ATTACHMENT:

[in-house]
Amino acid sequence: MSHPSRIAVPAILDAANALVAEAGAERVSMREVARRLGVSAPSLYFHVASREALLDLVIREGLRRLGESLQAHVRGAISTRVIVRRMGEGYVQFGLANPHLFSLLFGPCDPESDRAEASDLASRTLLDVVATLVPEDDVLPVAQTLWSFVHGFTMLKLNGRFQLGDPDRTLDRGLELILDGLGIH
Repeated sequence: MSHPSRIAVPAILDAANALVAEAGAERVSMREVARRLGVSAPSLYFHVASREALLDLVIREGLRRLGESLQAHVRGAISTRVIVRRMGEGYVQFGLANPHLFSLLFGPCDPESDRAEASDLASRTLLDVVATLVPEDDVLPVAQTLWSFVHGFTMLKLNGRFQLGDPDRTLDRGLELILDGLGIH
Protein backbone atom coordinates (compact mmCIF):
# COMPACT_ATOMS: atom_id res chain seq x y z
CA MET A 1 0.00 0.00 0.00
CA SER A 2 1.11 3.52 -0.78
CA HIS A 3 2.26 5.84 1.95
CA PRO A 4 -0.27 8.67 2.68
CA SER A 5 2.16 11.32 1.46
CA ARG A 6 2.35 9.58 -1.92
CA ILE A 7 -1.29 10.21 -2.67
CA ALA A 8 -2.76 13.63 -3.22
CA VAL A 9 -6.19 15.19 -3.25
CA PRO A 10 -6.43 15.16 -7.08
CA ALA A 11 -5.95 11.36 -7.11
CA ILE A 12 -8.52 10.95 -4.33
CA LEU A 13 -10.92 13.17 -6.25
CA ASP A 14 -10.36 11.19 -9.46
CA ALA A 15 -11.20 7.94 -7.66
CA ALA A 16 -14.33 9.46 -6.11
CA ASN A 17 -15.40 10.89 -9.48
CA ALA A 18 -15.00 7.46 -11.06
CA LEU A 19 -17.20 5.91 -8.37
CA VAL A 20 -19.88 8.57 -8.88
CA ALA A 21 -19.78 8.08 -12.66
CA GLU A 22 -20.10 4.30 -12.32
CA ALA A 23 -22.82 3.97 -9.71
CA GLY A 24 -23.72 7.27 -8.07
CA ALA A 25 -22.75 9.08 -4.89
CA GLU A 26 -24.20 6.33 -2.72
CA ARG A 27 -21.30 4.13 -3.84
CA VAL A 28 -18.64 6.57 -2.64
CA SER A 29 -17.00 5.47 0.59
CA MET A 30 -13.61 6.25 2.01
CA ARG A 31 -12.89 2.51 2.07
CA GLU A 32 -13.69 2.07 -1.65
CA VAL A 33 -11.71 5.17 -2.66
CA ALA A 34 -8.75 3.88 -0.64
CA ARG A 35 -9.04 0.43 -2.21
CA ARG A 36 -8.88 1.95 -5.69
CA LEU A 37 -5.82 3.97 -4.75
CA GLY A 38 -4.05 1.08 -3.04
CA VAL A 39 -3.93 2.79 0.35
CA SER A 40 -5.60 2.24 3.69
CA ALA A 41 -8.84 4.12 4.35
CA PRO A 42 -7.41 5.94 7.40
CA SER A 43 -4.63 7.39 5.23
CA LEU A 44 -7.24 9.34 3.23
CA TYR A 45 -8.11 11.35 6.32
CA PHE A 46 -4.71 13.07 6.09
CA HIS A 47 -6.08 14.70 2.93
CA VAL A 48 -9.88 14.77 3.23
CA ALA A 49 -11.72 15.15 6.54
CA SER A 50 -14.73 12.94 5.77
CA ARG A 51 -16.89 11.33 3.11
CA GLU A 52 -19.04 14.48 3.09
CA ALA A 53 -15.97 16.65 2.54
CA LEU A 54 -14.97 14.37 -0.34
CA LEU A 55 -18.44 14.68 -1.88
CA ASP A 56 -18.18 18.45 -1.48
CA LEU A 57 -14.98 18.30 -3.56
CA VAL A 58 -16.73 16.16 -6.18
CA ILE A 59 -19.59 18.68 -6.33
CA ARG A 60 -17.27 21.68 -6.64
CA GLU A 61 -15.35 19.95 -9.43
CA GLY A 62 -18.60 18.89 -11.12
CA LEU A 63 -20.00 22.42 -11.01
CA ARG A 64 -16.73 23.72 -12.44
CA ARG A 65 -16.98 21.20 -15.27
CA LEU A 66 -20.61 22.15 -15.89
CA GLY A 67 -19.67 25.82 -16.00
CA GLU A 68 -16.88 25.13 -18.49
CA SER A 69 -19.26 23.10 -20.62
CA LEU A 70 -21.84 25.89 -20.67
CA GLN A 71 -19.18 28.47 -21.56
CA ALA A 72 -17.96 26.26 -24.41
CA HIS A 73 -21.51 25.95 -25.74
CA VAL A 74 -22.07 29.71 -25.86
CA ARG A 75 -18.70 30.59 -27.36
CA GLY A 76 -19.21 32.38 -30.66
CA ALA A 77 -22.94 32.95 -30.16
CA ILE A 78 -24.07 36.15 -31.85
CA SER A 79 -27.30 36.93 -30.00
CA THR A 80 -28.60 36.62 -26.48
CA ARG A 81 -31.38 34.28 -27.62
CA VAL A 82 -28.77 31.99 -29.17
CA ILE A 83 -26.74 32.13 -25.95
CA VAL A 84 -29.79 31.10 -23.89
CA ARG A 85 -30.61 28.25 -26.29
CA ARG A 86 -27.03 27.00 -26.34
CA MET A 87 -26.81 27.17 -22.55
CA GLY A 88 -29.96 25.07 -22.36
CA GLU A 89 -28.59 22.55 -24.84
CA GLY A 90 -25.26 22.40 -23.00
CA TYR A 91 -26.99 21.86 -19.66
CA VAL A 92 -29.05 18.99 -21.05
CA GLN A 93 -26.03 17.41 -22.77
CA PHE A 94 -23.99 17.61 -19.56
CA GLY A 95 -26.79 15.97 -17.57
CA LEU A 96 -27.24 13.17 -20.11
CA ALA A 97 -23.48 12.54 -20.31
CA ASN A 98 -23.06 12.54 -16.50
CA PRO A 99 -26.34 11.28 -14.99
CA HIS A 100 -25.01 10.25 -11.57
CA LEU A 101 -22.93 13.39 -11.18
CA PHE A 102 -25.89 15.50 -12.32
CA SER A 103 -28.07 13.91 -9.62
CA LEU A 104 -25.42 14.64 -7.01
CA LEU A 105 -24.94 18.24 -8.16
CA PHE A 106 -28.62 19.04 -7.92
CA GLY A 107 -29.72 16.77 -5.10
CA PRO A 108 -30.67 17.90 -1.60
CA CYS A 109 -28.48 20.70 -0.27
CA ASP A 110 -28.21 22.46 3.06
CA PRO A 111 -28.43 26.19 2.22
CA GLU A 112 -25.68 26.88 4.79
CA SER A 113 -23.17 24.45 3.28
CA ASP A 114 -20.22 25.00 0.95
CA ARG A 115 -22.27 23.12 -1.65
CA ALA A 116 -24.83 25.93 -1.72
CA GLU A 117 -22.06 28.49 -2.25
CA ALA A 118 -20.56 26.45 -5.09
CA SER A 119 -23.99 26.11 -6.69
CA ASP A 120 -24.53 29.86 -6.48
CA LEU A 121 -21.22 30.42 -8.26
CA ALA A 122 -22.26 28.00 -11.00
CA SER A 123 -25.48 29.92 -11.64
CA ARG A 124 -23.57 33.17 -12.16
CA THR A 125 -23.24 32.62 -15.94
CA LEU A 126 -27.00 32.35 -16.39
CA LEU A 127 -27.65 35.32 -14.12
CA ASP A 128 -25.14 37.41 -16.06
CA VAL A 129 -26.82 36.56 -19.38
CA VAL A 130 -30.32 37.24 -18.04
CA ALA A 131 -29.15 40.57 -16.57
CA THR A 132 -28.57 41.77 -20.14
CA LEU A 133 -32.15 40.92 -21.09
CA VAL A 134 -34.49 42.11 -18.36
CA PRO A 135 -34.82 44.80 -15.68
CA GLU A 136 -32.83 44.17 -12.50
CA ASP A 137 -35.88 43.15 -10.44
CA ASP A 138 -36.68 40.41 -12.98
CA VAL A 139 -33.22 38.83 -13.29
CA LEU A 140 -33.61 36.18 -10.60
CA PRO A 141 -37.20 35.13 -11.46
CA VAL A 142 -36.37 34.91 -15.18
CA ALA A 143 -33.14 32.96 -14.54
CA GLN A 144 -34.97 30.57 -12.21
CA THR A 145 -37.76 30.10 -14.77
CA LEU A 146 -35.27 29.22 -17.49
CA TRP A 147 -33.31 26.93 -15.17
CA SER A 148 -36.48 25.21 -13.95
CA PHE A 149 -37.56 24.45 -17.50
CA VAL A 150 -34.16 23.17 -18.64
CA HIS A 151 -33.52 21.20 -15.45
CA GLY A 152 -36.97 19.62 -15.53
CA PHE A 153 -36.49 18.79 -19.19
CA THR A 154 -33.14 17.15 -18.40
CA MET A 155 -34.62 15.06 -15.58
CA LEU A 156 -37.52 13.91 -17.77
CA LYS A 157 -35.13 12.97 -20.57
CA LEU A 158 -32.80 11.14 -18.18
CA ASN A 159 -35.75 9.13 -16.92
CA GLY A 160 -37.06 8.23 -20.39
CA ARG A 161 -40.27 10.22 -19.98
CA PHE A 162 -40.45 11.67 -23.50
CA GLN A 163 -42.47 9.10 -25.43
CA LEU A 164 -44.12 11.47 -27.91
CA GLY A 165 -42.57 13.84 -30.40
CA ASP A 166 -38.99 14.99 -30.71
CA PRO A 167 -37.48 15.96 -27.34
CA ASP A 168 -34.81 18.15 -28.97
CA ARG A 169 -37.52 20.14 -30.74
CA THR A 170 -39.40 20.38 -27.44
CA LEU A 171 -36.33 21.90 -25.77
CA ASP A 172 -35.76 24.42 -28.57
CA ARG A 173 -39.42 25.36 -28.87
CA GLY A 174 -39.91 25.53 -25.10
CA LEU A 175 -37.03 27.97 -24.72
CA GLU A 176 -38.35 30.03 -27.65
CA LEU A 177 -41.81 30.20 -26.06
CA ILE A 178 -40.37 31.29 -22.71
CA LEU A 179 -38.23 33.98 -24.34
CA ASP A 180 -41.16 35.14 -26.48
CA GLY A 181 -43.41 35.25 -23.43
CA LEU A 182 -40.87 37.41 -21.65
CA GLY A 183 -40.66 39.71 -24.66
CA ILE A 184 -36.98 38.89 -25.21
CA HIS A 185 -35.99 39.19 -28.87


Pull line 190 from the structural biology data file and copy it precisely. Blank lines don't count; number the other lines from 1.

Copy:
CA HIS A 185 -35.99 39.19 -28.87